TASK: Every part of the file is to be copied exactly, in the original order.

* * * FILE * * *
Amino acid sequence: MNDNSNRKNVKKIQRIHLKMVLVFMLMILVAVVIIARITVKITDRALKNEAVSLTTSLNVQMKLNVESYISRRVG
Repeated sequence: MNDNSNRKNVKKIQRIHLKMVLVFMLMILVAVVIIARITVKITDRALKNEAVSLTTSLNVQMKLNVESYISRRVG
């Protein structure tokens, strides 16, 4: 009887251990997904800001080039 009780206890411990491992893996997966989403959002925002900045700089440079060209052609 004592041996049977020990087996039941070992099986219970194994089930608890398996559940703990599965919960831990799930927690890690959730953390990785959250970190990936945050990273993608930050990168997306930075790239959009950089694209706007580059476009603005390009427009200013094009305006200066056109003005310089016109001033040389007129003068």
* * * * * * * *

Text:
Amino acid sequence: MNDNSNRKNVKKIQRIHLKMVLVFMLMILVAVVIIARITVKITDRALKNEAVSLTTSLNVQMKLNVESYISRRVG
Repeated sequence: MNDNSNRKNVKKIQRIHLKMVLVFMLMILVAVVIIARITVKITDRALKNEAVSLTTSLNVQMKLNVESYISRRVG
């Protein structure tokens, strides 16, 4: 009887251990997904800001080039 009780206890411990491992893996997966989403959002925002900045700089440079060209052609 004592041996049977020990087996039941070992099986219970194994089930608890398996559940703990599965919960831990799930927690890690959730953390990785959250970190990936945050990273993608930050990168997306930075790239959009950089694209706007580059476009603005390009427009200013094009305006200066056109003005310089016109001033040389007129003068």